A couple of weeks ago, there was much chatter that IBM
Wind River develops software to manage devices such as cell phones, set-top boxes, and even the Mars Exploration Rovers. Customers include Cisco
Q2 revenue increased 15% to $84.6 million as Wind River continues to benefit from investments in its Linux offerings (a popular open-source operating system). Wind River thinks the technology will gain lots of traction from auto infotainment systems, networking equipment, and mobile handsets. In fact, in Q2, the run-rate for Linux bookings was about $50 million.
Net income came to $4.3 million, or $0.05 per share, which is up from $3.1 million, or $0.04 per share, a year ago. Excluding non-cash charges, the net income would have been $10.5 million, or $0.12 per share.
With about $117 million in cash, cash equivalents, and short-term investments (not to mention another $106 million in longer-term investments), Wind River has the wherewithal for some deal-making. For example, there was the recent $1.4 million acquisition of Comsys, a professional services firm. A key advantage of Wind River is its services unit, which often leads to stronger customer relationships and further business opportunities. Wind River has worked closely with Comsys for several years. And because it's in Romania, Comsys has a low-wage advantage and can be a springboard for more business in Europe.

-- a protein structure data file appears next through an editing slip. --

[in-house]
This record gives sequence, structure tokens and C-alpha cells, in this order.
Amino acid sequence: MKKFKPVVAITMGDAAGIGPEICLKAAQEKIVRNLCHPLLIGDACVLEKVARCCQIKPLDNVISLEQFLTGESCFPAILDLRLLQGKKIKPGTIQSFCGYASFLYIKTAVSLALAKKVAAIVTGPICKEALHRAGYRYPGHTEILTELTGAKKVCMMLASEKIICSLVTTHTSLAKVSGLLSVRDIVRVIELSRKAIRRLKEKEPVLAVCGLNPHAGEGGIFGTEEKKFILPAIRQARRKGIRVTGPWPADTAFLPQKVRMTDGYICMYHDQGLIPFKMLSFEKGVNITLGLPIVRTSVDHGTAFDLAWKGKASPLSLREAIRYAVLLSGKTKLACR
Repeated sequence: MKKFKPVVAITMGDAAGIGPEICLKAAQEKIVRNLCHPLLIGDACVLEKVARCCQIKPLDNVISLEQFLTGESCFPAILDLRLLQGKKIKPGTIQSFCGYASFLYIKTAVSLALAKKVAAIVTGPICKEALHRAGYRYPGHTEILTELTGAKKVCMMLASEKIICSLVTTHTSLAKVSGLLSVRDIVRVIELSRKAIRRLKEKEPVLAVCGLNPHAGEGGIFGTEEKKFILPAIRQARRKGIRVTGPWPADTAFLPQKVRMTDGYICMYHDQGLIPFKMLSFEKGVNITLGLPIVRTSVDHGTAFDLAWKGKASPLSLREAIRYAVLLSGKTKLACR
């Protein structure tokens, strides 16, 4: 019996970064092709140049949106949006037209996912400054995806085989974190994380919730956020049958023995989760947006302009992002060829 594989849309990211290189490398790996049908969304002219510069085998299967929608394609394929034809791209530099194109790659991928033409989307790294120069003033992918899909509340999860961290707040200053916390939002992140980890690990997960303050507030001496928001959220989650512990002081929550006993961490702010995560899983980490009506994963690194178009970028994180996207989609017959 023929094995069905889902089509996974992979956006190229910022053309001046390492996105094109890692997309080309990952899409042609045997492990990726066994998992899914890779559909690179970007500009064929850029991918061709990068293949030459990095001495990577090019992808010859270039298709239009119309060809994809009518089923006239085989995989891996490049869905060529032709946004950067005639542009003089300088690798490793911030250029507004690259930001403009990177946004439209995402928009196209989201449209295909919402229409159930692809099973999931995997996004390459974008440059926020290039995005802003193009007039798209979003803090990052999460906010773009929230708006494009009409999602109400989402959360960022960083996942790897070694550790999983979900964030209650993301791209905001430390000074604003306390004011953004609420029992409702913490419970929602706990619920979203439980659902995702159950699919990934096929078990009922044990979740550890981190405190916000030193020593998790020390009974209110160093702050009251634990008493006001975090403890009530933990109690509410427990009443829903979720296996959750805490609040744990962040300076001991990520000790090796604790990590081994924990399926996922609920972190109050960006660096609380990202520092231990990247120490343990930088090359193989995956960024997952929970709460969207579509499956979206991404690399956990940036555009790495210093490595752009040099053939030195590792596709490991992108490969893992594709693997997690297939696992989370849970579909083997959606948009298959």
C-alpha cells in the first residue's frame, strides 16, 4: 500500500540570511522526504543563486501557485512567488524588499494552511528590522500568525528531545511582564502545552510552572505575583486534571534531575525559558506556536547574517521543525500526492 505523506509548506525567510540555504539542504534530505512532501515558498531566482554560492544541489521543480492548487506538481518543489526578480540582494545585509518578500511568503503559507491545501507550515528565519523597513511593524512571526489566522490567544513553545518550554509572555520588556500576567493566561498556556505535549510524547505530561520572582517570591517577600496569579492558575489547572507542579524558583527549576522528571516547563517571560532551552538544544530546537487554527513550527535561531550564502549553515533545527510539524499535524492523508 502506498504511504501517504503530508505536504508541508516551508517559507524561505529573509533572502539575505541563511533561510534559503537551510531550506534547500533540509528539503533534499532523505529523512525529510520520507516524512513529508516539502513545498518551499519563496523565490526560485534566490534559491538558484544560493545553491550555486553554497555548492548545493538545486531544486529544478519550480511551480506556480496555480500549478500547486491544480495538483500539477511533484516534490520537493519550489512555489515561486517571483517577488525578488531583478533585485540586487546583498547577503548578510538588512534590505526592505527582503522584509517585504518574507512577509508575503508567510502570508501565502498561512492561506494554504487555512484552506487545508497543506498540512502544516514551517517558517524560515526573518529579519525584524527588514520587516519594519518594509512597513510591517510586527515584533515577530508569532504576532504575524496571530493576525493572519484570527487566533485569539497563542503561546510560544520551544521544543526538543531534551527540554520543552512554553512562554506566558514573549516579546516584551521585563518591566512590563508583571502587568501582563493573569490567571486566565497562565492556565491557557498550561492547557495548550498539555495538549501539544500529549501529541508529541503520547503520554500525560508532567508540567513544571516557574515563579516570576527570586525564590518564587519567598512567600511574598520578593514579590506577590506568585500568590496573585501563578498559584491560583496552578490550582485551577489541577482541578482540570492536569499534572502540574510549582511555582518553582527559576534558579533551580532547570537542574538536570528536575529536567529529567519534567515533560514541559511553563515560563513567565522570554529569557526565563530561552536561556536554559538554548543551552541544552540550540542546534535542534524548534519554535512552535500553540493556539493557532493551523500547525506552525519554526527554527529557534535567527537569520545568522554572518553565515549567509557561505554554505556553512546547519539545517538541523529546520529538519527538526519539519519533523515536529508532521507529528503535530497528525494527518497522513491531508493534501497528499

For much of the year, Wind River's stock price has been choppy. In fact, that has been a hallmark of the stock for the past several years. After all, the sales cycles are long and the products are fairly complex. So while the company is showing progress, I still think it's going to take even more time to achieve sustainable growth, and as a result, there is no rush to get into this stock.
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